-5

So, I have been wondering about this for a while. Why is there still no gender-neutral third-person singular pronoun? The best in English is the compound phrase "he or she". And are there other languages that do have a gender-neutral third-person singular pronoun?

marked as duplicate by Hot Licks, RegDwigнt Aug 1 '17 at 12:21

This question has been asked before and already has an answer. If those answers do not fully address your question, please ask a new question.

  • They've only been looking for one for about 50 years. It takes a lot longer than that to establish this kind of word in English. – Hot Licks Aug 1 '17 at 12:04
  • 4
    English has had a gender-neutral third-person singular pronoun for hundreds of years. What kind of nonsensical question is this? "Why is there still no word for dog in English?" Well. Um. Wat. – RegDwigнt Aug 1 '17 at 12:22
  • "they" and "their" being used even for the singular has come into very common use. It looks like it is winning out. Our language has merged "thou" ('singular') and "you" plural to make 'you' apply in both cases so this sort of accommodation really shouldn't be anything too appalling. – Tom22 Aug 1 '17 at 22:10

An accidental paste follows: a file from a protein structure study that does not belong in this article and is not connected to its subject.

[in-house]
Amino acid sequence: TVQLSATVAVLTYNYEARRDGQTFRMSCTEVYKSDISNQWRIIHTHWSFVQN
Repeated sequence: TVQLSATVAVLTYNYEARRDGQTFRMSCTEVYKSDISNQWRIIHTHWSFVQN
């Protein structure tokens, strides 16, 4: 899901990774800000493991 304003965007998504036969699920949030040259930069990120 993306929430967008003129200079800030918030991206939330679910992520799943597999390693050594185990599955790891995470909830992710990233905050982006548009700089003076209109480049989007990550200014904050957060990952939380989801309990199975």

• Not a duplicate, but should be closed on other grounds. – Edwin Ashworth Aug 1 '17 at 22:42
3

While languages change all the time, they are very resistant to people trying to impose change upon them. Consider l'Académie française, which has been trying unsuccessfully for decades to get the French to stop saying le weekend and similar Anglicisms. While there have been numerous attempts to introduce a third-person gender neutral pronoun, none of them have gained any traction.

Meanwhile, the use of singular they, which had been used in English for centuries, but which had been discouraged by grammarians for around a century, is now undergoing a renaissance, to the point where it has become widely acceptable among young people. See this language-log post.

While using singular they will occasionally give rise to an ambiguity, any attempt to get people to start using any other singular gender-neutral third-person pronoun is tilting at windmills.

1

They can be used to avoid saying he or she [Cambridge].

Not the answer you're looking for? Browse other questions tagged or ask your own question.